Walt Disney Presents The Story of Robin Hood LP Record

When we think of Robin Hood, our minds automatically go to the Errol Flynn version from 1938. But this version, The Story of Robin Hood as presented by Walt Disney, is from 1952. This LP Record is from an even later date, that being 1964.

But no matter which version of the archer in Lincoln Green you prefer, they all have a quiver full of fun and adventure!

Let’s start by looking at the artwork on the cover sleeve. This is what made me purchase this LP for my personal vinyl collection. The artist is Paul Wenzel and he joined the Walt Disney company in 1958. In 1968, Wenzel painted Walt Disney’s portrait for the 6 cent U.S. commemorative stamp after Disney’s death in 1966. He was prolific for the company producing numerous Movie Posters, attraction artwork, and Christmas Cards over the years.

In 2000, Paul retired and now spends most of his time painting the subjects he loves, those being animals and American Indians.

This long-play (LP) record is a soundtrack of sorts. It contains a combination of narration, actual dialogue from the film, and music. The most notable songs are The Ballad of Robin Hood and Riddle De Diddle De Day. The latter song is repeated throughout the film as a device to connect plot points or simply to move the story along. The lyrics change with each warbling.

The Story of Robin Hood is the second of Disney’s complete live-action films, after Treasure Island (1950), that was made using British Box Office funds frozen during World War II.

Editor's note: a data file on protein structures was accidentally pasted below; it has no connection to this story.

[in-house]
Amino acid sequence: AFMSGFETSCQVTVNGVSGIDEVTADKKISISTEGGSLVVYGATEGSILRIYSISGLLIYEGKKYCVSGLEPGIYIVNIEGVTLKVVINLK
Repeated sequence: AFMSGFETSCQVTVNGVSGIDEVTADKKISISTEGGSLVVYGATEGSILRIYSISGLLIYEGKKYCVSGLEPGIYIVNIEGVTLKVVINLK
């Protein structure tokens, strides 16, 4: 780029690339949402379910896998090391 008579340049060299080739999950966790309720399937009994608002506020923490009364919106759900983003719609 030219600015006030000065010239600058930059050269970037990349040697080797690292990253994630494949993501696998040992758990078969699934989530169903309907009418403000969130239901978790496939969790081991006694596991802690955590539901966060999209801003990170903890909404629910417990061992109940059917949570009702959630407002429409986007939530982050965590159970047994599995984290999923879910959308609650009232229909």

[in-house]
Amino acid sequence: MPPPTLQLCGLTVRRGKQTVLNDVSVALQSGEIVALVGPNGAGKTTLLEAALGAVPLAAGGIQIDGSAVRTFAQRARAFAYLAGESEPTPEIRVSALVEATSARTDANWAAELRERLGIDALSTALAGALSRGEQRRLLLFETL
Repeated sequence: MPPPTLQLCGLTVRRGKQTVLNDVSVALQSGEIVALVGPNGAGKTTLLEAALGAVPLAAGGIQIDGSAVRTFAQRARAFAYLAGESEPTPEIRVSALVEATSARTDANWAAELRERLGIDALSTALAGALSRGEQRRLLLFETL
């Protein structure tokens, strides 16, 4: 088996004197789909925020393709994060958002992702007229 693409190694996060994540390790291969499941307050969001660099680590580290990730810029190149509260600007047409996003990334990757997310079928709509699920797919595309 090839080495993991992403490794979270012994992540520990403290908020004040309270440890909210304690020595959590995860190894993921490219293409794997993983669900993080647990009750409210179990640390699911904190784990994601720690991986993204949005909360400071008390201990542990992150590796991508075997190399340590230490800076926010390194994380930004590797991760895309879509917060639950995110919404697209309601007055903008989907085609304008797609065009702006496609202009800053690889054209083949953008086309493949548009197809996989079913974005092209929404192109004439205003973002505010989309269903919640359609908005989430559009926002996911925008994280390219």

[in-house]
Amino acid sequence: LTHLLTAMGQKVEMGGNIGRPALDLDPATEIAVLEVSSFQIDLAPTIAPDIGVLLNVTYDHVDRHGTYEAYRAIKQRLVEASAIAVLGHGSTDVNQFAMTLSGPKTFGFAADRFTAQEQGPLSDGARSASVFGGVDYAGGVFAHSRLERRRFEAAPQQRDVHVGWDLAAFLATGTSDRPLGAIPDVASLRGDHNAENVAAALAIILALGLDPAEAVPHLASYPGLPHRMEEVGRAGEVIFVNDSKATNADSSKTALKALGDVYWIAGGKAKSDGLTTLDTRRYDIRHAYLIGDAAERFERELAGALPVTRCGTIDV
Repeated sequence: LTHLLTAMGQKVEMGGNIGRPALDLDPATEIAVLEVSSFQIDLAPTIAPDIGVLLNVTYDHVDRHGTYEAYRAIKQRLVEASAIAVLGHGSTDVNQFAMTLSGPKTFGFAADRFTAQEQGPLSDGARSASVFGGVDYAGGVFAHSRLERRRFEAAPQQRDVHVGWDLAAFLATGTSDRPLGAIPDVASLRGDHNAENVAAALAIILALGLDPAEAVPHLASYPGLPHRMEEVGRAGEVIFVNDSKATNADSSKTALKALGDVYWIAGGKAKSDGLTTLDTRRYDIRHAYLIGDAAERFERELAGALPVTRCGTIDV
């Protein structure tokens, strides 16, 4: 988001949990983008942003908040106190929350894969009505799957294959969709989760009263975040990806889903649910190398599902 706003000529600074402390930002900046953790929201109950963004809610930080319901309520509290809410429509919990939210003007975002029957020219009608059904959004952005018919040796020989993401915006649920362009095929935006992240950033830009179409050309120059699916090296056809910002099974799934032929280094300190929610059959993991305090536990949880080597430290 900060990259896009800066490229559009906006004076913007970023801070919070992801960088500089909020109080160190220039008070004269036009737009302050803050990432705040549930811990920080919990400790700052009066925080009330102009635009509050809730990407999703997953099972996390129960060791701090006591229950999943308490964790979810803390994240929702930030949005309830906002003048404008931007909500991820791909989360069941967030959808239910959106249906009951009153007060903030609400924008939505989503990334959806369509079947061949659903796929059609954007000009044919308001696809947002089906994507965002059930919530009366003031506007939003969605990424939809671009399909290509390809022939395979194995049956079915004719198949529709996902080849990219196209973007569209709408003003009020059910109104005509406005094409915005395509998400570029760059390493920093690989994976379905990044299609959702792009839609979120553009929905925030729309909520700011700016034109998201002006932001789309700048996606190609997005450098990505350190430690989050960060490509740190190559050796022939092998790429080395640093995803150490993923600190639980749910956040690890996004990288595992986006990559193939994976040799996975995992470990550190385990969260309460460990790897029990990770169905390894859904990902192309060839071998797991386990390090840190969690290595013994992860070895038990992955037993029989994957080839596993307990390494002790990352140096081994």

Disney fan and oft-time Disney collaborator Leonard Maltin noted that the film was a “Zesty, colorful retelling of the familiar story, filmed in England by Walt Disney with an excellent cast. Not as personality oriented as other versions, but just as good in its own way.”

1994 saw the release of this film on glorious VHS. A limited Disney Movie Club DVD was released in July of 2006.

VHS has long passed it’s usefulness as a format, but in many cases, it is the only way you can see some of your favorite vintage movies. Not all stories find their way onto newer formats like DVD or Blu-ray. Most stores will still carry a limited selection of VHS players for this reason.

Let’s conclude with a short clip from the soundtrack. It’s found at the end of Side 2 of the LP, and I think it will make a great way to end this post:

FUN FACTS: Lincoln green is the colour of dyed woolen cloth originating in Lincoln, England, a major cloth town during the high Middle Ages. The dyers of Lincoln, known for colouring wool with woad to give it a strong blue shade, created the eponymous Lincoln green by overdyeing this blue wool with yellow weld.

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